Plato Was Right

The readers of Empire magazine have chosen the ten best movies of all time. Here they are:

1. The Godfather
2. Raiders of the Lost Ark
3. The Empire Strikes Back
4. The Shawshank Redemption
5. Jaws
scene from a movie that didn't make it onto the list 6. Goodfellas
7. Apocalypse Now
8. Singin’ in the Rain
9. Pulp Fiction
10. Fight Club

Now I will grant that all the movies on the list are good movies. But the top ten of all time?? Clearly this list was compiled by people who only watch American movies, indeed big-budget American blockbuster movies, and (with one exception) only post-1970 movies. (And even subject to those constraints the choices are not exactly unproblematic.) In other words, they sat down in a five-star restaurant, ate the free rolls, and then left to write their review of the restaurant.

I also remember that back in 2000, hosted a poll on the top ten books of the past millennium, and one popular contender was the first Harry Potter novel.

Rothbard famously wrote:

It is no crime to be ignorant of economics, which is, after all, a specialized discipline and one that most people consider to be a “dismal science.” But it is totally irresponsible to have a loud and vociferous opinion on economic subjects while remaining in this state of ignorance.

The moral generalizes.

3 Responses to Plato Was Right

  1. Fester November 23, 2008 at 12:18 pm #

    The readers of Empire are not as a whole a widely varied group.I would expect this kind of list if you asked American men between the ages of 25-45. I fit that profile and I like all of these movies, but I wouldn’t say these are the best movies of all time.

    It may depend on criteria, but as far as groundbreaking films that have proven themselves over time, I cannot imagine not having anything by Charlie Chaplin on the list, or Alfred Hitchcock, or the movie Citizen Kane.

    Singin’ in the rain, was a surprise on this list.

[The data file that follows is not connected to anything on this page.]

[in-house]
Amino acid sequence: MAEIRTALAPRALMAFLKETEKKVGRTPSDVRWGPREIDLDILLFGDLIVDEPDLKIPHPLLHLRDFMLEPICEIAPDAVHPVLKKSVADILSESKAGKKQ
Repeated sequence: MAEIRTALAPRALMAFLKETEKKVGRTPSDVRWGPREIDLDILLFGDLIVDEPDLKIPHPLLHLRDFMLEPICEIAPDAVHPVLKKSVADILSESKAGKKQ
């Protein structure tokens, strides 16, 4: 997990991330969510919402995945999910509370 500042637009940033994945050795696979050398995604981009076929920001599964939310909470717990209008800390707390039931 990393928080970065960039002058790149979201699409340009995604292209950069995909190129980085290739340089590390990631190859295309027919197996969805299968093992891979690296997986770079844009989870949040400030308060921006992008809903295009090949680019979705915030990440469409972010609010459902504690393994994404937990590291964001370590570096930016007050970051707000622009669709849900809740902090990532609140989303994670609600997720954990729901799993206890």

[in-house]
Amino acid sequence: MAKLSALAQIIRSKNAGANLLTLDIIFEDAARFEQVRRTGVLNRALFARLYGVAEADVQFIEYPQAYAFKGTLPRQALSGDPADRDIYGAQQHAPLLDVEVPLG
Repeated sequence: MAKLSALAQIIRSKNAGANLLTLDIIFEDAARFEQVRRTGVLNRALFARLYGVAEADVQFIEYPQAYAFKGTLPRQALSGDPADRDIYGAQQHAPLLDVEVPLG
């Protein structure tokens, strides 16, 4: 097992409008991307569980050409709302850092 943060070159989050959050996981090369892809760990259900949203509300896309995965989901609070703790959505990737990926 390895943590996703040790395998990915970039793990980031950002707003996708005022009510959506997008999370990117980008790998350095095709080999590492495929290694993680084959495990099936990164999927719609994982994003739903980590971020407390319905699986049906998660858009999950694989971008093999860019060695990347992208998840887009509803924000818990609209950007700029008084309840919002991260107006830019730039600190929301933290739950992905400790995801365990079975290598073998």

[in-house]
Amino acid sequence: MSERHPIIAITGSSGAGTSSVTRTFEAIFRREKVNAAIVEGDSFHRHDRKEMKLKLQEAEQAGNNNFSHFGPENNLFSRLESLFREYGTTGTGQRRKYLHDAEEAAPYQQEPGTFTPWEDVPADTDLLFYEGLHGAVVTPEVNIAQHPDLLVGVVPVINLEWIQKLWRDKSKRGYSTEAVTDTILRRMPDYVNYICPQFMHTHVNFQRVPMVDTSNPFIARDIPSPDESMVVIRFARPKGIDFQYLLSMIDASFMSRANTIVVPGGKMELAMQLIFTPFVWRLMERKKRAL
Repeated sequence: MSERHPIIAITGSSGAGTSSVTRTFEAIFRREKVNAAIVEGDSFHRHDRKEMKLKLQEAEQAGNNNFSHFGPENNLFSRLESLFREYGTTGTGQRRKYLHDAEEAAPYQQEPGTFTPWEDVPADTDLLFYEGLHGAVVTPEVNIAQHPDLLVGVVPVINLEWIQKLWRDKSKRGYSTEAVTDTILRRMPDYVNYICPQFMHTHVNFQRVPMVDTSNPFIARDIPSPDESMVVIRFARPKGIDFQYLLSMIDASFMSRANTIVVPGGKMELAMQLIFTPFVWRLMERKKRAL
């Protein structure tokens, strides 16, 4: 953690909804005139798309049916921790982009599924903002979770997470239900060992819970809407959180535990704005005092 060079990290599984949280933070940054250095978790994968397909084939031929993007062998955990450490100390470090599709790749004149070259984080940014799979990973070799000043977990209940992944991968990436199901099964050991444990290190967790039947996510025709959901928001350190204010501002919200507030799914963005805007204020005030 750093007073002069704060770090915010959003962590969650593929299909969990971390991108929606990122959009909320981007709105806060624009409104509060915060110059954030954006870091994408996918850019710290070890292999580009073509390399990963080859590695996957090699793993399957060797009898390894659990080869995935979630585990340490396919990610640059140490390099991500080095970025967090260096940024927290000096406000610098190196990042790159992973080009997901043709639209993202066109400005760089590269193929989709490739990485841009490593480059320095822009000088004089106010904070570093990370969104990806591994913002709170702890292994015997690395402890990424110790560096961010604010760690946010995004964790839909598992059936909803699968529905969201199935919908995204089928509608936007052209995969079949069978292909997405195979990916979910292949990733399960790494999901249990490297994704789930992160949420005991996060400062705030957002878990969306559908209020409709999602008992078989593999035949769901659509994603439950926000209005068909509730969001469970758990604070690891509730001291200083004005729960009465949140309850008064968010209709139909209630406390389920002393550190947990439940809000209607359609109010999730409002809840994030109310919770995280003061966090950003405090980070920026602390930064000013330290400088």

2. b-psycho November 23, 2008 at 1:16 pm #

    Godfather & Pulp Fiction are arguable at least. The rest…no.

  3. Joel Schlosberg November 24, 2008 at 9:19 pm #

    Well first of all, it’s not as if libertarians are immune to this sort of thing; consider the Modern Library’s reader-chosen lists of the top 100 books of the 20th century, where Ayn Rand (and hagiographic material on Rand by her followers) and L. Ron Hubbard mingle together at the top of the lists (yeah, anybody who wants to view Rand followers as a Scientology-like cult can make the obvious observation here), and half of the nonfiction list are random libertarian books (and I mean random, it’s not the more well-known ones; I forget who said that people must have been voting for everything they saw in the Laissez Faire Books catalog):

    And reader polls *always* tend to be like this, just due to the law of averages; and I’m with the school of opinion that any group-selected top list (whether via polls or by groups like the AFI) is an inherently useless endeavor, since only individual taste means anything.

    Of course, the granddaddy of all movie lists (at least online) is the IMDB top 100:
    In fact, every single one of the movies on the Empire poll is on the IMDB list, and mostly very high up:

    The Shawshank Redemption — #1
    The Godfather — #2
    Pulp Fiction — #6
    The Empire Strikes Back — #9
    Goodfellas — #15
    Raiders of the Lost Ark — #17
    Fight Club — #23
    Apocalypse Now — #36
    Singin’ in the Rain — #77
    Jaws — #100

    Although the IMDB list is a bit better than you’d think. Yes, it has the usual fanboy choices, and it’s particularly annoying to see recent popular movies near the top, such as currently The Dark Knight at #4 and WALL-E at #33, but on the other hand, if you ignore the fanboy choices, it becomes a pretty good list, with a decent amount of foreign movies (although they tend to be the ones that are most well-known in the USA) and older movies (for instance, no less than 7 from the 1920s).

    As for lists by an individual, I like online critic James Berardinelli’s top 100:
    Not only because it has a decent amount of older and foreign films (although light on silent movies, with only 2 listed), with a very small seasoning of blockbuster-type films (Aliens, Die Hard, Halloween) among the critic-y stuff, but mainly because he’s honest about it reflecting his personal tastes.

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